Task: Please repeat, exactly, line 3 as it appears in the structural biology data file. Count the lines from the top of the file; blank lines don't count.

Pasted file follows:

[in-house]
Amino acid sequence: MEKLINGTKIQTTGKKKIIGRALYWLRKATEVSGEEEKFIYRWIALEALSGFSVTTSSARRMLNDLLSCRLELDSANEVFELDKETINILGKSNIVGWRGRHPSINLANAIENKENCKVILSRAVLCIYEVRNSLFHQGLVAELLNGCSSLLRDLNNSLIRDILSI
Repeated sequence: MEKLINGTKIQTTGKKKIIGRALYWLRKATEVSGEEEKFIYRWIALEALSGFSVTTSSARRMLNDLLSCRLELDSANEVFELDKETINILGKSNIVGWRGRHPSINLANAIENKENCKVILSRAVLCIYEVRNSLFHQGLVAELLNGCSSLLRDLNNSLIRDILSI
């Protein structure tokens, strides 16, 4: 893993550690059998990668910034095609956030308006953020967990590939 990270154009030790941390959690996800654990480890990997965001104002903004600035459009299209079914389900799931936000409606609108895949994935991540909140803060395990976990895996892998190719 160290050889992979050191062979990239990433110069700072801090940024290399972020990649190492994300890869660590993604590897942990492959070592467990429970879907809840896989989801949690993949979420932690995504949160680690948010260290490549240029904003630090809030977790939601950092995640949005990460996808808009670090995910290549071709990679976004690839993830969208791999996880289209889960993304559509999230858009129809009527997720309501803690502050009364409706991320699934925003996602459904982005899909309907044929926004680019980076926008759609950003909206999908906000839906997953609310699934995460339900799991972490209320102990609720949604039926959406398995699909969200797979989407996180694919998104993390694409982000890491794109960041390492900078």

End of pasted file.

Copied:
Repeated sequence: MEKLINGTKIQTTGKKKIIGRALYWLRKATEVSGEEEKFIYRWIALEALSGFSVTTSSARRMLNDLLSCRLELDSANEVFELDKETINILGKSNIVGWRGRHPSINLANAIENKENCKVILSRAVLCIYEVRNSLFHQGLVAELLNGCSSLLRDLNNSLIRDILSI